Mohammed attends high school because his mother wants him to become a pilot. But life at school is hard. The classes consist of almost 50 boys each. The teachers hardly know their pupils' names and are always ready to punish them. Mohammed does not have any friends at school, mainly because his parents are divorced. Thus, Mohammed feels alone, and he does not have anyone to talk with about his awakening sexuality. He feels intrigued by almost every woman near him, even by his mother. Mohammed is confused by his feelings and tries to find a new orientation. When Hasan, one of the teachers in his school, tells him that a certain mosque is offering courses for the preparation of examinations, Mohammed joins the radical group of young men in the mosque. He hopes to find understanding, sympathy, and explanations for his sexual desires. Indeed, Shaikh Khalid seems to be an ideal father figure to Mohammed, as he seems to be both gentle and a man of great moral values. Shaikh Khalid tells Mohammed about the impurity of his sexual desires, especially when his mother is involved. He further advises Mohammed to show responsibility toward his mother as well as for his own life and to marry at a very early age. Later, he even arranges a marriage between Mohammed and one of his relatives, and between Fatma and one of his supporters.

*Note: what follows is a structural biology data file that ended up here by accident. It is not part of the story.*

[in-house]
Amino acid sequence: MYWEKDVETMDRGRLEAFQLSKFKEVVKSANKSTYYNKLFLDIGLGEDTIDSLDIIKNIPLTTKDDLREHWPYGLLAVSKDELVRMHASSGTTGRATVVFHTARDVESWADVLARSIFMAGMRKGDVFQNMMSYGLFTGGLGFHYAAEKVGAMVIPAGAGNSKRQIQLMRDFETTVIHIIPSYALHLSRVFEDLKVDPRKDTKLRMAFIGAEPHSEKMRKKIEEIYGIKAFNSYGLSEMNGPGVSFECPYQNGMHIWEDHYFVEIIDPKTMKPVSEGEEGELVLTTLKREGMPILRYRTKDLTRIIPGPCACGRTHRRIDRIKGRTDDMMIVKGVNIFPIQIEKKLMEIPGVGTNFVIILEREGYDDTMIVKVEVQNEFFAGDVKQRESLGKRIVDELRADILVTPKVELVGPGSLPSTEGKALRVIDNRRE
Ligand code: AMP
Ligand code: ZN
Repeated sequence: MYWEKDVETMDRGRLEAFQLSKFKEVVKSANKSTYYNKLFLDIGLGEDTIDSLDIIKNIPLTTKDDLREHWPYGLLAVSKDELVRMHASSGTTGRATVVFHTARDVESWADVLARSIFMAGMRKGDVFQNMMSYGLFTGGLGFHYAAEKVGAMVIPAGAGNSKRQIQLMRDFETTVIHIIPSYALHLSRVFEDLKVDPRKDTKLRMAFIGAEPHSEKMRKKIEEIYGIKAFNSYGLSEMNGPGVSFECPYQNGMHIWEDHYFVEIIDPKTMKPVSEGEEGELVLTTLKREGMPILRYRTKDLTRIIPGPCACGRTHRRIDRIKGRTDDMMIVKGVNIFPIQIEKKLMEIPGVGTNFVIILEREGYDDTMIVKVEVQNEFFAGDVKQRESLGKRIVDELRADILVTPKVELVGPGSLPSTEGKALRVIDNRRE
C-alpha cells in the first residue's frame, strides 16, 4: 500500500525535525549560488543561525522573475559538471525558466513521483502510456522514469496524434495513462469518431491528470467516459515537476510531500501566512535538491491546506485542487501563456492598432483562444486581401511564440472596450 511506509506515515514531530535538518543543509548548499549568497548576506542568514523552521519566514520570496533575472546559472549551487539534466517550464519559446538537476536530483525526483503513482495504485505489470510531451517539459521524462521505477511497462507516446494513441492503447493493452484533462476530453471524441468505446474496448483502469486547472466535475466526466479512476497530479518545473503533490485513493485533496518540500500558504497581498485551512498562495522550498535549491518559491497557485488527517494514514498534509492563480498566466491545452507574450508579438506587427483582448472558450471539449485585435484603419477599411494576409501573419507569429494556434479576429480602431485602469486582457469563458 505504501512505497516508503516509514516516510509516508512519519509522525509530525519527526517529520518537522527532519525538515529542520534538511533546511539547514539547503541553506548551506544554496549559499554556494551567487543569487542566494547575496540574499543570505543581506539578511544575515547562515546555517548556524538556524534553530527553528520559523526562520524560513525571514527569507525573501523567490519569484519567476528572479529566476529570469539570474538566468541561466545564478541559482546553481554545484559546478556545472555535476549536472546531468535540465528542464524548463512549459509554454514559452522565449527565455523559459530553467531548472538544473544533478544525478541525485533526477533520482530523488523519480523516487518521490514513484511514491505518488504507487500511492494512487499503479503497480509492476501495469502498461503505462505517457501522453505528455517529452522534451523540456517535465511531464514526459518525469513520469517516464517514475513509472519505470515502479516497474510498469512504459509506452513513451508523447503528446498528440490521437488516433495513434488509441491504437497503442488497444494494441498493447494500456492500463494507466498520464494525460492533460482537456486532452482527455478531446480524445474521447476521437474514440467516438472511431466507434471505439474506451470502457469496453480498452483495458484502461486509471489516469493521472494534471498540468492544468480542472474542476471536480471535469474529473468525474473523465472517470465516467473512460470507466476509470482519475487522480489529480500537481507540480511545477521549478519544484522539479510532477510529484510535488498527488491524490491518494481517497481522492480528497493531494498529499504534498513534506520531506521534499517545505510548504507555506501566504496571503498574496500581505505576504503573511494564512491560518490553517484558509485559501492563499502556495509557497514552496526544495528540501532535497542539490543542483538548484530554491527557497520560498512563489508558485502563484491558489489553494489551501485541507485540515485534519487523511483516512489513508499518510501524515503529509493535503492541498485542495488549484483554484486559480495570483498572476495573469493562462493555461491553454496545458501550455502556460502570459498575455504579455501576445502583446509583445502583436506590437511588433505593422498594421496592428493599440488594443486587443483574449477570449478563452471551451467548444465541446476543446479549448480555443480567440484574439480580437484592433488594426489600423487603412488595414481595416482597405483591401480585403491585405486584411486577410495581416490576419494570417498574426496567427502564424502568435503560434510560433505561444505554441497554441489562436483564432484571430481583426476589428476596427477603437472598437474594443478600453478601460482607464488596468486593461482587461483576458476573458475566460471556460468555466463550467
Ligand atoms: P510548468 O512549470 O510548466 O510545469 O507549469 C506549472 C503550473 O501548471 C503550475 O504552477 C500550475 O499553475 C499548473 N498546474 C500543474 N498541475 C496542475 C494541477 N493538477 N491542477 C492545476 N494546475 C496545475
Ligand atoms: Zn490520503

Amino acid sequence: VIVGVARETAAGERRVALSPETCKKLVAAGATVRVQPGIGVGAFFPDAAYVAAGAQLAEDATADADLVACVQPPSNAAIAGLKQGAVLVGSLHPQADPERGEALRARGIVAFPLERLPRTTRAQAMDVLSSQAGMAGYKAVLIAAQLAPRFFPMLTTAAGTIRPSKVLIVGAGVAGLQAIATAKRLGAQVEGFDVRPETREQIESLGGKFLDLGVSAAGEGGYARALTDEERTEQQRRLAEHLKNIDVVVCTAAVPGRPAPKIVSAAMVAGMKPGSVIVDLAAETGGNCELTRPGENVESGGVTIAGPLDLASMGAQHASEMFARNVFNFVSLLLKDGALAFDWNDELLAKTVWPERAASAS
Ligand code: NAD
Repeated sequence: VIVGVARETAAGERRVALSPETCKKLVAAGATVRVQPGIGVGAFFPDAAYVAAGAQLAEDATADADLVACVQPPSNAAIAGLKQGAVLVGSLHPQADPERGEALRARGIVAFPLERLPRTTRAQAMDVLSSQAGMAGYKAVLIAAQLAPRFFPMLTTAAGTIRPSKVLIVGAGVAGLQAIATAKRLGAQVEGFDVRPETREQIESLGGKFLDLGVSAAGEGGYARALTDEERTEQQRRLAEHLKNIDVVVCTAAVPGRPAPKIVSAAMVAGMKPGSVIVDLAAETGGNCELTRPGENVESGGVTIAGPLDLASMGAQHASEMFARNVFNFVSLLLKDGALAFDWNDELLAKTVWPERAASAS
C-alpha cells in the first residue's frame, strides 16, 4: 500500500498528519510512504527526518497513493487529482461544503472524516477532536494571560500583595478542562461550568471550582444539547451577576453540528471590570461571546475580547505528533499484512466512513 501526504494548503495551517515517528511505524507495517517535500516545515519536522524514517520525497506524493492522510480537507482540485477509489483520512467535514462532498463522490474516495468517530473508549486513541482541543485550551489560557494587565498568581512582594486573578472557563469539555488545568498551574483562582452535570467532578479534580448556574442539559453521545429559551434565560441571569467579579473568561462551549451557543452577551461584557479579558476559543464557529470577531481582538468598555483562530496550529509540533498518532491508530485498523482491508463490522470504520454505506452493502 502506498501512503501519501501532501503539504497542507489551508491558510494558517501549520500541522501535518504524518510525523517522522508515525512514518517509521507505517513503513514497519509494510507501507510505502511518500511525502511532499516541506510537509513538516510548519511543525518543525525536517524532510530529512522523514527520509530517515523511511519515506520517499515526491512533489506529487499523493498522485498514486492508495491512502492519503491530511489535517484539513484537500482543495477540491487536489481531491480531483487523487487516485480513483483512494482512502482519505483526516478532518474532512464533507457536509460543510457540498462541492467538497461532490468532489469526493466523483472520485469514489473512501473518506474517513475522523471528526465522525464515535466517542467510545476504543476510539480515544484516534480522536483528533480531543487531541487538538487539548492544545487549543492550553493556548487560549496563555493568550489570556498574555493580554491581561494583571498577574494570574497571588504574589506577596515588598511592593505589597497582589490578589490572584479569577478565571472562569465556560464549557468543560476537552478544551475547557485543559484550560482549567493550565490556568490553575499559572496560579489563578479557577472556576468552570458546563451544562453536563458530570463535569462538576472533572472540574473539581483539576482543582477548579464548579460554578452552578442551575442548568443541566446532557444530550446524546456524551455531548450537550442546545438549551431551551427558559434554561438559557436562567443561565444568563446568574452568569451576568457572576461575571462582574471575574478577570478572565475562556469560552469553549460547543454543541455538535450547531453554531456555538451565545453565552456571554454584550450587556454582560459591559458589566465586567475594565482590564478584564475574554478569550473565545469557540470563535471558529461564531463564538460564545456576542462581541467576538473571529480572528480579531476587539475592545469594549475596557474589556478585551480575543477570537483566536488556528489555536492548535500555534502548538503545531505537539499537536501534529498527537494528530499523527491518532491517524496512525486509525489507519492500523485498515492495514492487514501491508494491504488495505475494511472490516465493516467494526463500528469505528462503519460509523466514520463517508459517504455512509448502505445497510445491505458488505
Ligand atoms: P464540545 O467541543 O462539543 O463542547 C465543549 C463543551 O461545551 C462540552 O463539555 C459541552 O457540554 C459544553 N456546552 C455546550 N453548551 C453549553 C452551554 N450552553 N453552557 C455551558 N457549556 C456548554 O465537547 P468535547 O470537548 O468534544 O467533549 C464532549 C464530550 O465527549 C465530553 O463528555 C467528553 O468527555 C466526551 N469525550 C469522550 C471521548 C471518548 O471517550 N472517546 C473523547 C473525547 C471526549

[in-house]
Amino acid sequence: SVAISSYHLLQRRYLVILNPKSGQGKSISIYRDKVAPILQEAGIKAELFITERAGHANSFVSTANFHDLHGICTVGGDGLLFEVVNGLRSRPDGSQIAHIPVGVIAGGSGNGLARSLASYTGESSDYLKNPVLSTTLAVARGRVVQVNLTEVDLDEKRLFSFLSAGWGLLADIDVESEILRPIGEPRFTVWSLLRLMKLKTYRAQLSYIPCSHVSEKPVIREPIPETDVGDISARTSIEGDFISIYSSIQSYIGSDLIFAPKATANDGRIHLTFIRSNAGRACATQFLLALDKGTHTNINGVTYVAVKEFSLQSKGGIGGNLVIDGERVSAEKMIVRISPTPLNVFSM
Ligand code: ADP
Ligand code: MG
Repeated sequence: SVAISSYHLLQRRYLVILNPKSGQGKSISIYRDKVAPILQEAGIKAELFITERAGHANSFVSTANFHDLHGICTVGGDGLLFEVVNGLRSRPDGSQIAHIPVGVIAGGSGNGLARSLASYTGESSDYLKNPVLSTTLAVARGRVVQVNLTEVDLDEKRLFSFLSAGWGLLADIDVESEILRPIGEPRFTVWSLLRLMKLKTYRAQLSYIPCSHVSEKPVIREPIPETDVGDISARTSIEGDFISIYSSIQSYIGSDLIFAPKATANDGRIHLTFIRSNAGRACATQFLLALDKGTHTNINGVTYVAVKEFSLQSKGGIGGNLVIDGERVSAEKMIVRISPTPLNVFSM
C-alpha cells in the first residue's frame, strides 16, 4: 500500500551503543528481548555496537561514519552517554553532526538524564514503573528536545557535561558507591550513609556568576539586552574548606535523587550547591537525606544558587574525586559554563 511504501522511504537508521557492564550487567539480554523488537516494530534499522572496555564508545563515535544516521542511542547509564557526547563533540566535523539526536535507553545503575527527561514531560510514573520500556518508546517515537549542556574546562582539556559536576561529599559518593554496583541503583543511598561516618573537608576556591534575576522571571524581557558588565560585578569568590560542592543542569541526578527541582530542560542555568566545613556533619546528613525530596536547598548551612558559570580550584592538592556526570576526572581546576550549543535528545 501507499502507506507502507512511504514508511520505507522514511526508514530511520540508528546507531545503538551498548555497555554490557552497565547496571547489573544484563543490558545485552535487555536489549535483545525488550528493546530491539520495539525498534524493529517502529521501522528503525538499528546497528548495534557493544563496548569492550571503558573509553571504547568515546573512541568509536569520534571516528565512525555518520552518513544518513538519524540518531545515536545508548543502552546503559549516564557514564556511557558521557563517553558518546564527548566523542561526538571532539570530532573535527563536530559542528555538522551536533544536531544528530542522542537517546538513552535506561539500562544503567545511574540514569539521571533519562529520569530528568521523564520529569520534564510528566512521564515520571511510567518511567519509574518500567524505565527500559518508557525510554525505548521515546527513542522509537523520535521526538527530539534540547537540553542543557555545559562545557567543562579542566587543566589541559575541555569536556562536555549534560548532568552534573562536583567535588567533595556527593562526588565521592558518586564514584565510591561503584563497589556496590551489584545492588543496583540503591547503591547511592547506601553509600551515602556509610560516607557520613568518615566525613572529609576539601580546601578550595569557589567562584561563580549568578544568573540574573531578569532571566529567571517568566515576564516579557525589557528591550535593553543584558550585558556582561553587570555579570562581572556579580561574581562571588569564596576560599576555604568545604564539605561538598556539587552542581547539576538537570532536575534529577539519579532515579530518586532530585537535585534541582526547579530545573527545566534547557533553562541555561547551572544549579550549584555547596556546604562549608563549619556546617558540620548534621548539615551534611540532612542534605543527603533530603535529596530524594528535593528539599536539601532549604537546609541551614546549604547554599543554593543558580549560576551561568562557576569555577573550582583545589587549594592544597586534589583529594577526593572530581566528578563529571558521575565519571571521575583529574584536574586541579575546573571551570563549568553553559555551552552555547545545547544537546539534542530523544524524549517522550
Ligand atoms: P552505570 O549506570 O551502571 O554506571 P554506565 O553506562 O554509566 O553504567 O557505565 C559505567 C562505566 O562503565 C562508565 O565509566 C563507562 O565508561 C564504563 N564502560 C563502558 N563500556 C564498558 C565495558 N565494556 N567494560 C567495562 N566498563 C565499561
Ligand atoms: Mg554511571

At the same time, Mohammed is attracted by another group of young men: the street children of Cairo. With its population of almost 16 million people, Cairo is the biggest city in the Middle East. The number of street children is constantly growing, a fact which is heavily criticized in the film. Mohammed befriends a young dropout named Awadine. Awadine persuades him to play truant from school. The boys go to the cinema instead, or hang around in cafés watching the street life. They also work as street vendors. Awadine becomes the only friend Mohammed ever had. Mohammed considers his new life on the streets to be exciting and full of a freedom he has never known before. On the other hand, he knows that this is not the life his mother or Shaikh Khalid wants him to lead. His mother is afraid that Mohammed may become a criminal because of the bad influence Awadine has on him. After meeting Awadine for the first time, she tells Mohammed that she would prefer that Mohammed go to the mosque. Later, when she finds out that Mohammed has completely come under the influence of the Islamists, she definitely regrets her earlier wish.